Even if the DEP's tacit consent to the marina's continued operation does not transform the marina into a tenant of the tidelands at will, the question would be whether a tenant at sufferance may nonetheless lawfully collect for the services he provides from the premises after lease expiration. While this may be a closer question than if the tenant is a tenant at will, the Court finds that the result would be the same.

There is some support for the proposition that a tenant at sufferance cannot sublet the premises. Cf. Griffin v. Reynolds, 107 S.W.2d 634 (Tex. Civ. App. 1937). But unlike the example of a sub-lease, in which the tenant at sufferance is offering something of value in which he has no legal interest whatsoever - a possessory right to the premises - the provision of various services including dockage is not an offer of something in which the tenant has no legal interest. By analogy, if a service station's lease with its landlord expired, yet the station continued to repair vehicles, there is no reason the station should not receive payment for its repair services. This is not to say that the services provided and the license to use the tidelands are not related. They are related, but not in the kind of one-to-one relationship that a sub-lease and lease are related.

This Court is not aware of any precedent on the question of whether a tenant at sufferance may benefit from services he provided incident to his occupancy of the premises. The party wronged in such a scenario is the landlord (here, the State of New Jersey), if anyone, whose remedy is to remove the tenant or seek reasonable rent for the period of his tenancy. This Court sees no reason why a third party beneficiary of a tenant at sufferance's tenancy should be given the benefit of free services as a result of any wrong done to the landlord.*fn25

C. Quantum of Lien

The federal statute governing necessaries liens is silent on the question of how to determine the quantum of such liens. See 46 U.S.C. § 31342. Because a lien for necessaries arises in order to ensure that the provider of necessaries can receive reasonable recompense, the amount of the lien is determined by the reasonable price for the necessaries provided. S.E.L. Maduro, 833 F.2d at 1482.*fn26 For the purposes of this post-arrest hearing, the Court need not decide what amount is reasonable. Instead, the Court need only decide that the reasonable amount is in excess of what has been paid to the marina.

Reasonableness of the price of the necessaries is measured by the customary amount charged for the services in question. See Sweet Pea Marine, Ltd. v. APJ Marine, Inc., 411 F.3d 1242, 1249 (11th Cir. 2005). What amount constitutes reasonable compensation is ultimately a case-by-case factual judgment to be made on the evidence in front of the court. Cf. McMillan Welding and Mach. Works v. General Towing Co., 247 F. Supp. 402, 405 (D. La. 1965).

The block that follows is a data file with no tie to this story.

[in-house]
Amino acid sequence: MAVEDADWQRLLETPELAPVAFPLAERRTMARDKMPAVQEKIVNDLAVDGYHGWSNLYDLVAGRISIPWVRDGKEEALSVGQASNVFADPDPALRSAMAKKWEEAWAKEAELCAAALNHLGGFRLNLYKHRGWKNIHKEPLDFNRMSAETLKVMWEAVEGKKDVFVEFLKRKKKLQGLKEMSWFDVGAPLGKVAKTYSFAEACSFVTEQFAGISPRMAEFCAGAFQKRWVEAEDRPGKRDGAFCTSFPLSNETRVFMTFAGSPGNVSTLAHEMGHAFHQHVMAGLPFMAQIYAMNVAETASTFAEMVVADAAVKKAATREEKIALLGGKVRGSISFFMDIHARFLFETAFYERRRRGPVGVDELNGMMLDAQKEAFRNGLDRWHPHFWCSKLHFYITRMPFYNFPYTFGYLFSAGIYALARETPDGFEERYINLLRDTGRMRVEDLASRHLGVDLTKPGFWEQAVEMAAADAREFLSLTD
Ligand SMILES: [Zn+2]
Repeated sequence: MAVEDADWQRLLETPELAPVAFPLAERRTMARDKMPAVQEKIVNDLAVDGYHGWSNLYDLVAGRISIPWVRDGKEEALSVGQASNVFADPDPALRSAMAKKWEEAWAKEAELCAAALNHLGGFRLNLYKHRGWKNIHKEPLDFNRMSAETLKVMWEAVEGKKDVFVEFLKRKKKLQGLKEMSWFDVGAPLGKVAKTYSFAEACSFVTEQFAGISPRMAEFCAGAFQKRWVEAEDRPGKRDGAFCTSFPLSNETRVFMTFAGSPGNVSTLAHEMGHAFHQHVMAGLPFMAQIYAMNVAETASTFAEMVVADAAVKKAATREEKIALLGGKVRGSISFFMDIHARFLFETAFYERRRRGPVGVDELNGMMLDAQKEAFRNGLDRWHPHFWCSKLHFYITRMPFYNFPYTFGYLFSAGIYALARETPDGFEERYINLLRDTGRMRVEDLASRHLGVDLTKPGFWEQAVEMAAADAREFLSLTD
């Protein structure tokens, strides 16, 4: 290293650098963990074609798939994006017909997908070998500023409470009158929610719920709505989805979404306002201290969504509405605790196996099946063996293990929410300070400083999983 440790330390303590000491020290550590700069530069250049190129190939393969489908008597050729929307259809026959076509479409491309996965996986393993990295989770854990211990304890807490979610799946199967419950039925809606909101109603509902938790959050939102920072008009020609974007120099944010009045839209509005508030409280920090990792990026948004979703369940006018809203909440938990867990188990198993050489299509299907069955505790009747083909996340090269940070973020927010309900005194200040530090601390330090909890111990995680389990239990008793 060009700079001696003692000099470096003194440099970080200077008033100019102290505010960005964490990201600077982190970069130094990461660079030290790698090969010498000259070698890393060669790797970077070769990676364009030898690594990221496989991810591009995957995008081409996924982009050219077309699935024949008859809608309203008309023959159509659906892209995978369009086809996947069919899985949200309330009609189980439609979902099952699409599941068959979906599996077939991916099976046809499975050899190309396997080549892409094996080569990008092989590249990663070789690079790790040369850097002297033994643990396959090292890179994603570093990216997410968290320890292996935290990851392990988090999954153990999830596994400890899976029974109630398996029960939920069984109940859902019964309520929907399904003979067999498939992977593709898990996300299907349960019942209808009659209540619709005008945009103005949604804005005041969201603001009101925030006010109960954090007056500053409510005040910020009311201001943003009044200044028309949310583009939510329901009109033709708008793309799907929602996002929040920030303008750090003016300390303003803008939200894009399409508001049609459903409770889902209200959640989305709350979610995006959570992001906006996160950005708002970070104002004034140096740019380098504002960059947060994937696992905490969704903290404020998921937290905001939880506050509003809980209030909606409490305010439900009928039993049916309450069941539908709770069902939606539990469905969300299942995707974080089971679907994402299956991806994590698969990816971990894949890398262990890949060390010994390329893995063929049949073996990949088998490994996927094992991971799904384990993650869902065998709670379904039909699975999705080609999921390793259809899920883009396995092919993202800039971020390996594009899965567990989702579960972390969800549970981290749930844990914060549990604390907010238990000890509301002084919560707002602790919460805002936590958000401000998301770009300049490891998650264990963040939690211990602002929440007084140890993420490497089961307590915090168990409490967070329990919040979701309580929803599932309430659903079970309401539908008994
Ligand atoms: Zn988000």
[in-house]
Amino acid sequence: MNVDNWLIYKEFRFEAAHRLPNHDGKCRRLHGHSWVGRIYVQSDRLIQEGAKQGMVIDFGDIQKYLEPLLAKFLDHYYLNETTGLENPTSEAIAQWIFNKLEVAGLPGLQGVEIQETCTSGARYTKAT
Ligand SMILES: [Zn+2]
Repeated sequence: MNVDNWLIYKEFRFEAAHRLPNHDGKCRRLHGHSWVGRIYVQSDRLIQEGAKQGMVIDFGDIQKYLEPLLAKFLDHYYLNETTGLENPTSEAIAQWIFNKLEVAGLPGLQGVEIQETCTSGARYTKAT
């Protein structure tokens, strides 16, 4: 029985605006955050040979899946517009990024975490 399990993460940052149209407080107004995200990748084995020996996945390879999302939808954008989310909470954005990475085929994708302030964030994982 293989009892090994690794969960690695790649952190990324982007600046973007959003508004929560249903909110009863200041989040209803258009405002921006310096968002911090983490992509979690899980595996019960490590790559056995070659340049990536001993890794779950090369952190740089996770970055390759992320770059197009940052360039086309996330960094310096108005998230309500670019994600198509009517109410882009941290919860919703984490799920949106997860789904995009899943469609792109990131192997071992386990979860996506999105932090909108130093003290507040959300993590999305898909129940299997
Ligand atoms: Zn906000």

The necessaries provided in this case are unique. The only relevant customary rate is what is charged for ordinary vessels at other marinas, which may be inappropriate here given the nature of these vessels, the nature of the marina, and all the other circumstances of this case. Moreover, the Court can ascertain what dockage was actually being charged these vessels over the relevant period ($633.75). The Court also has the rate agreed to by the parties in the Agreement As To Rental Dispute ($500). The parties also agreed on the amount by which the dockage should be reduced because of the water quality issues ($100). While these amounts are not binding for the purposes of calculating the amount of this necessaries lien, they do provide the Court with a reasonable starting point.*fn27

With those amounts as a general starting point, the Court will consider all factors that may cause it to depart from that rate in determining what rate is reasonable. These factors include, but are not limited to, any problems with the marina not contemplated by the agreements that might lower the amount of a reasonable price for dockage (such as the conditions of the marina including the need for dredging to alleviate the inability of certain vessels to float at low tide, causing tilting of the vessel as testified by Mr. Allen). The Court must also determine what percentage of the dockage rate was for necessaries, and what was for other services that will not be included in calculation of the maritime lien. Finally, the Court may consider argument on whether the rent control ordinance should set an even lower baseline to which the above factors will be applied.

Preliminary consideration of these factors reveals that some amount is reasonably owed by the vessel owners, even if it is small. Whatever problems the marina has, it is apparent that the necessaries it provided over the relevant period were worth more than the amount of money that has been released to it from the escrow. These vessels have been provided with mooring, use of docks, utility hookups and other vessel amenities that, without doubt, have a value greater than the amounts actually received by the marina from the escrow.


Plaintiff has shown that it provided necessaries to these vessels on the order of their owners within the meaning of 46 U.S.C. § 31342(a), and has not been paid in full. Plaintiff is entitled to a maritime lien and has therefore shown reasonable grounds for the arrest of the vessels pursuant to Supplemental Rule E(4)(f) and Local Admiralty Rule (e)(8). None of Defendants' other arguments undermine Plaintiff's showing that it is entitled to a maritime lien in some amount, even though they will be relevant to the ultimate determination of the amount of that lien at a final hearing. The landlord-tenant laws either do not apply, or do not reduce the amount owed to zero, the lien was not waived, and the expiration of the State Tidelands lease does not prevent the marina from lawfully collecting for the provision of services to Defendants. Finally, the Court has given notice to Plaintiff and Plaintiff's counsel of its concerns that the Verified Complaint contained claims for liens in amounts that were materially false, and that Plaintiff submitted statements of account containing knowingly inflated amounts of indebtedness, and will schedule a further hearing to address these concerns, and to determine what sanctions, if any, are warranted, in conformance with the accompanying Order to Show Cause. The accompanying Orders shall be entered.

JEROME B. SIMANDLE U.S. District Judge